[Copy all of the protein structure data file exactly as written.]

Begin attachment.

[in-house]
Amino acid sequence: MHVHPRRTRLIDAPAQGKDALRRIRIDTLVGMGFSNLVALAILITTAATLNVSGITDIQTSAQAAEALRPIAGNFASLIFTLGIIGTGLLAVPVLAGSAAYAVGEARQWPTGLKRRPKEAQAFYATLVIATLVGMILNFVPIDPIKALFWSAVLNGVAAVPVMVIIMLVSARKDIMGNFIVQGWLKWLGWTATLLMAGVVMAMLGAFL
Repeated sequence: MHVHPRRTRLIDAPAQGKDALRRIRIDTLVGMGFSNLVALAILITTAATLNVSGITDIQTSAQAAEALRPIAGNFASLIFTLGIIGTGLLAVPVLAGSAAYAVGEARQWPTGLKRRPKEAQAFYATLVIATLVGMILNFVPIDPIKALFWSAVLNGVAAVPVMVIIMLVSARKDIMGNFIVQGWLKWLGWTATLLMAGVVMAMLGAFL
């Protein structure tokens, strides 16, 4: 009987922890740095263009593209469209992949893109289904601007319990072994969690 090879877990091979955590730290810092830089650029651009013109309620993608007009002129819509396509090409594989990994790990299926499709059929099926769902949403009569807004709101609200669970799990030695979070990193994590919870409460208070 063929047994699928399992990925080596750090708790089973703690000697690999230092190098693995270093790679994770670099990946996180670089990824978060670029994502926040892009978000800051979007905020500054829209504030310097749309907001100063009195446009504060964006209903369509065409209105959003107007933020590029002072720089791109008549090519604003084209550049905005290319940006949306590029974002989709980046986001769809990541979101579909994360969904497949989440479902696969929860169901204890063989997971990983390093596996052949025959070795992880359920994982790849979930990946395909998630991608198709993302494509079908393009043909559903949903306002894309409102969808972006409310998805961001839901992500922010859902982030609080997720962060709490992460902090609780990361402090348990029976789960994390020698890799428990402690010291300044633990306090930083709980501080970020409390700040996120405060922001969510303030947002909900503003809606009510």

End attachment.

[in-house]
Amino acid sequence: MHVHPRRTRLIDAPAQGKDALRRIRIDTLVGMGFSNLVALAILITTAATLNVSGITDIQTSAQAAEALRPIAGNFASLIFTLGIIGTGLLAVPVLAGSAAYAVGEARQWPTGLKRRPKEAQAFYATLVIATLVGMILNFVPIDPIKALFWSAVLNGVAAVPVMVIIMLVSARKDIMGNFIVQGWLKWLGWTATLLMAGVVMAMLGAFL
Repeated sequence: MHVHPRRTRLIDAPAQGKDALRRIRIDTLVGMGFSNLVALAILITTAATLNVSGITDIQTSAQAAEALRPIAGNFASLIFTLGIIGTGLLAVPVLAGSAAYAVGEARQWPTGLKRRPKEAQAFYATLVIATLVGMILNFVPIDPIKALFWSAVLNGVAAVPVMVIIMLVSARKDIMGNFIVQGWLKWLGWTATLLMAGVVMAMLGAFL
């Protein structure tokens, strides 16, 4: 009987922890740095263009593209469209992949893109289904601007319990072994969690 090879877990091979955590730290810092830089650029651009013109309620993608007009002129819509396509090409594989990994790990299926499709059929099926769902949403009569807004709101609200669970799990030695979070990193994590919870409460208070 063929047994699928399992990925080596750090708790089973703690000697690999230092190098693995270093790679994770670099990946996180670089990824978060670029994502926040892009978000800051979007905020500054829209504030310097749309907001100063009195446009504060964006209903369509065409209105959003107007933020590029002072720089791109008549090519604003084209550049905005290319940006949306590029974002989709980046986001769809990541979101579909994360969904497949989440479902696969929860169901204890063989997971990983390093596996052949025959070795992880359920994982790849979930990946395909998630991608198709993302494509079908393009043909559903949903306002894309409102969808972006409310998805961001839901992500922010859902982030609080997720962060709490992460902090609780990361402090348990029976789960994390020698890799428990402690010291300044633990306090930083709980501080970020409390700040996120405060922001969510303030947002909900503003809606009510």